December 01, 2020
Philadelphia bars and restaurants will collectively receive about $10 million in tax relief thanks to efforts by the city's revenue department to offset losses during the COVID-19 pandemic, officials said.
Restaurants and bars will be exempted from the portion of the city's use and occupancy tax tied to indoor dining during the period of Philadelphia's latest coronavirus restrictions, running from Nov. 20 to Jan. 1.
Businesses also will be able to amend their business income receipts tax returns and receive a refund if they feel they overestimated their 2020 estimated payment. It would take businesses six to eight weeks to receive the refunded portion of the estimate.
Finally, the city has pushed back the due date for their $500 refuse fees from Dec. 31 to June 30.
"I recognize that none of these changes will be enough to fully overcome the impact of an economic downturn that has hit certain sectors — including restaurants — tremendously," Mayor Jim Kenney said. "But rest assured that within the constraints of the city’s own budget challenges, we are looking for new ways to provide relief. At the same time, we have been advocating endlessly for additional funding from the state and federal governments to provide you with more support, and we’ll continue to do so."
The measures come as the city continues to respond to a surge in COVID-19 cases over the last two months.
Health Commissioner Dr. Thomas Farley reported some positive indicators on Tuesday, building on last week's evidence indicating the surge may be slowing.
The health department reported 601 additional confirmed cases of COVID-19 on Tuesday, bringing the citywide total to 67,025 since the start of the pandemic. Another nine fatalities brought the city's death toll to 1,985.
Over the last week, Philadelphia has averaged 606 new cases per day, down from 894 cases per day over the previous week. The test positivity rate fell to 9.5%, down from 10.6% and 11.7% in the previous two weeks.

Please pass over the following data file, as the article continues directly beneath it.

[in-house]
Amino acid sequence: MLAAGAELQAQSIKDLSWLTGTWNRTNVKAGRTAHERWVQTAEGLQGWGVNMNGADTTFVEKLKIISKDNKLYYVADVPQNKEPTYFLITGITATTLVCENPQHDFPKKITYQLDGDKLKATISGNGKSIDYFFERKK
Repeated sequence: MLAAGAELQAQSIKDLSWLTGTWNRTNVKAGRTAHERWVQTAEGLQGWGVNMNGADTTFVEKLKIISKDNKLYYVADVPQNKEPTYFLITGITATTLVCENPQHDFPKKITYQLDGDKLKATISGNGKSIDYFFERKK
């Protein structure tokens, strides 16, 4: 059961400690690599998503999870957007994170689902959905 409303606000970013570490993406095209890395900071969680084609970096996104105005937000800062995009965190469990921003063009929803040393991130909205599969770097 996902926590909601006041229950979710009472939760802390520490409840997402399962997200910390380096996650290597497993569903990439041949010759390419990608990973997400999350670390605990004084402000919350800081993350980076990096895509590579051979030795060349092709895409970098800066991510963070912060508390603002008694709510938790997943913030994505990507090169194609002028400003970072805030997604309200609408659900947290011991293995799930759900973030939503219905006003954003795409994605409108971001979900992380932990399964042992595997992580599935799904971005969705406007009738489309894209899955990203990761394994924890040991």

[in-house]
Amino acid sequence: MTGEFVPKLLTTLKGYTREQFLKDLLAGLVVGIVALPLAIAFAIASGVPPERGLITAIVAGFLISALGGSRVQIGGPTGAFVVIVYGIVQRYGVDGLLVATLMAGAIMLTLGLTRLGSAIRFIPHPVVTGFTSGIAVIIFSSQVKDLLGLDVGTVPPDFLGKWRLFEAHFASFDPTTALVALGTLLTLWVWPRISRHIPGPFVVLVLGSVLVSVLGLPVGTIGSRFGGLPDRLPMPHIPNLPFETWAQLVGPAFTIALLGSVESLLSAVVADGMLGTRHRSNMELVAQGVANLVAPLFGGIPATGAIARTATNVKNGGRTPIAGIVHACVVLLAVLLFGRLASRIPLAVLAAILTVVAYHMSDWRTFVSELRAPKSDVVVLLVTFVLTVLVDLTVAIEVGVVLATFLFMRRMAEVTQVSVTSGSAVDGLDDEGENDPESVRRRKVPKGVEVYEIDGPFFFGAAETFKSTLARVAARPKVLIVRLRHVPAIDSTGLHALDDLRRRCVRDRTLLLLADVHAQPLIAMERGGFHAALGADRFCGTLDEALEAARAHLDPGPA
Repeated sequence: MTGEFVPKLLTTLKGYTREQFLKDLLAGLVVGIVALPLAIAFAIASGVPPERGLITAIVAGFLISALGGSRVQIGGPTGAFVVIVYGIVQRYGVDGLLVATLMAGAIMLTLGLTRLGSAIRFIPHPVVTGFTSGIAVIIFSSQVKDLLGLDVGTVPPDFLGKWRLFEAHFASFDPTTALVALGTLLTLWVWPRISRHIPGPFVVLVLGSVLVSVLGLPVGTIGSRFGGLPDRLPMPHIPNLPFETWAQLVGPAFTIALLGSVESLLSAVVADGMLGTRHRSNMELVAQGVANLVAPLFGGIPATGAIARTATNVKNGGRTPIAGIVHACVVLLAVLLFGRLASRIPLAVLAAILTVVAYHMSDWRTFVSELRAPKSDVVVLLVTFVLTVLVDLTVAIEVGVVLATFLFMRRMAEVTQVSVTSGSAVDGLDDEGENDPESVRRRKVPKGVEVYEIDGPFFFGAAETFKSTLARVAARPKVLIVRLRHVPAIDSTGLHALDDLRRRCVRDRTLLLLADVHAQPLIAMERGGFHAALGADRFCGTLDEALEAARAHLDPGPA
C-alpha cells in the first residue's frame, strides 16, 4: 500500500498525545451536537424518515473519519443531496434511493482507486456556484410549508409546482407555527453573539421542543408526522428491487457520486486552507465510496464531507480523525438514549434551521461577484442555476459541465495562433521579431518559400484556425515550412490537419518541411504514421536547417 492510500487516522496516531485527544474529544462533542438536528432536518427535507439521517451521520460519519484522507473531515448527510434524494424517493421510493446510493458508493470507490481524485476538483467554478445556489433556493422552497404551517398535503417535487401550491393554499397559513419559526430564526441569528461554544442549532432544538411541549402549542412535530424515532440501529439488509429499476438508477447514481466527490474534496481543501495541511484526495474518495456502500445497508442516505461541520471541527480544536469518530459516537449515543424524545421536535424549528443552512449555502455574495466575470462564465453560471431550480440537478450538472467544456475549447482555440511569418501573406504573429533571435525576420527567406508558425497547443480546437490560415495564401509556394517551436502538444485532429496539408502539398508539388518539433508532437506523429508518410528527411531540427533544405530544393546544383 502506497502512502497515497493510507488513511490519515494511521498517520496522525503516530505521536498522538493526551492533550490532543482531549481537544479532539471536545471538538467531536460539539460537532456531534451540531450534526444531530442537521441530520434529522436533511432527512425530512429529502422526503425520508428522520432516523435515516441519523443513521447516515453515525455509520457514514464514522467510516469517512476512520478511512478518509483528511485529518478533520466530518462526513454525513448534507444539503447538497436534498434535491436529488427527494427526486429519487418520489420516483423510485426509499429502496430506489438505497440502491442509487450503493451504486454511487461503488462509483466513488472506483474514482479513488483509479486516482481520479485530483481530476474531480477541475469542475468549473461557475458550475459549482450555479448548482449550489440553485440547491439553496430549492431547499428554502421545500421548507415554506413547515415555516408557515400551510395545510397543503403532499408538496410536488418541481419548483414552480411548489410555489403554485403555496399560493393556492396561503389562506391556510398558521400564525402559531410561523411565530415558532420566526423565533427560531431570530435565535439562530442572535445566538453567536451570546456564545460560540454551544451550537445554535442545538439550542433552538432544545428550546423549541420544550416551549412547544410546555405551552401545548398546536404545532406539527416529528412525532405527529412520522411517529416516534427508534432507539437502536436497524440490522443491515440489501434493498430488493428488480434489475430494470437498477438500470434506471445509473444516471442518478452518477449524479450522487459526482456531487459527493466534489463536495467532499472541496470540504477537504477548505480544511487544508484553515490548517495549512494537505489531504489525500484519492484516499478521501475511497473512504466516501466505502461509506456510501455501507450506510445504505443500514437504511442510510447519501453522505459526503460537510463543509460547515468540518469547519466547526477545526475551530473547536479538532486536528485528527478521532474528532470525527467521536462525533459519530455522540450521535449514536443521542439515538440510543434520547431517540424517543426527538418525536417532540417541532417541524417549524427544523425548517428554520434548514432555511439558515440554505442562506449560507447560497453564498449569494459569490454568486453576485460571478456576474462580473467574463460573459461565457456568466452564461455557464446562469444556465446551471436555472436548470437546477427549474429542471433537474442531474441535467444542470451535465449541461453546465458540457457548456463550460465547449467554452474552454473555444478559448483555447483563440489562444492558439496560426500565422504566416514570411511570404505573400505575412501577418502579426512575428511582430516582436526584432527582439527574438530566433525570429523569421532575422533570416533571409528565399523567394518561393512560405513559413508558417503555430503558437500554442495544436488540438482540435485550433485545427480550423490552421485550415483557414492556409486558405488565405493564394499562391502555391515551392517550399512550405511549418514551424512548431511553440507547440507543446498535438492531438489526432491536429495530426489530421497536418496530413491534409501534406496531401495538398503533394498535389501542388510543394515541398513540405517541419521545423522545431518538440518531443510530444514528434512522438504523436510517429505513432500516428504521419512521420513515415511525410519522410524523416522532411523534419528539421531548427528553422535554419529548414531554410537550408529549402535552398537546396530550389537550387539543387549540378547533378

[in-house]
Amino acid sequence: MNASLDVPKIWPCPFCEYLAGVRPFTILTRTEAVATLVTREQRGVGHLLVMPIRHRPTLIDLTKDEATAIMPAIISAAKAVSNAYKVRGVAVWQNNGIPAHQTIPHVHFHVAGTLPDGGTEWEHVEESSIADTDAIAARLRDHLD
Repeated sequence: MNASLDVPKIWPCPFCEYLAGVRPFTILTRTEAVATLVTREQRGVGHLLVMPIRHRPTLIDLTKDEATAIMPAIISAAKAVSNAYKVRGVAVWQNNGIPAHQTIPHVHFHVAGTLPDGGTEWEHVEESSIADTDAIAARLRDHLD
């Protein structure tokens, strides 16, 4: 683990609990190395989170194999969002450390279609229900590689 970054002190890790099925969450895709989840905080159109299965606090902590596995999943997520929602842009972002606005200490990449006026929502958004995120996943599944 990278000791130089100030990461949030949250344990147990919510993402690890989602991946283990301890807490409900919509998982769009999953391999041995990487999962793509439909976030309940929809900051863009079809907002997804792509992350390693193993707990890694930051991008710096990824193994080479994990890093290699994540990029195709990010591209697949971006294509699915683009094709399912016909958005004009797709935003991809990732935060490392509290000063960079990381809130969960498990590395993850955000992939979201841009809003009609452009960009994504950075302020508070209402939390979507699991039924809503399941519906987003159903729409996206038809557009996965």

"I do have to put in a couple of cautions here," Farley said. "First, there were many fewer tests that were done last week because of the holiday, so that's going to influence the number of positives we're looking at. And it's still too early to say if there was increased spread as a result of the Thanksgiving holiday."
Farley said he is hopeful the city will have a better idea of the impact of Thanksgiving by this weekend.
The greater concerns are that the city continues to see clusters of cases in nursing homes and hospitalizations are rising at a rapid rate.
There currently are 820 patients with COVID-19 being treated at Philadelphia hospitals, up from 788 on Monday and 739 last Friday.
Farley said it is too soon to know whether the recent improvement in case counts will continue. It could be the result of multiple factors, from the city's new restrictions to changes in behavior over the last several weeks.
"It's hard to really connect specific actions with change," Farley said. "It looks like we are seeing some decreases in other parts of the country, and we certainly have all been talking about this for the past few weeks of these increases. It may be that finally all of that talking has gotten people to recognize that yes, we are in a new wave, and the population in general is following our safety precautions. That's just a guess."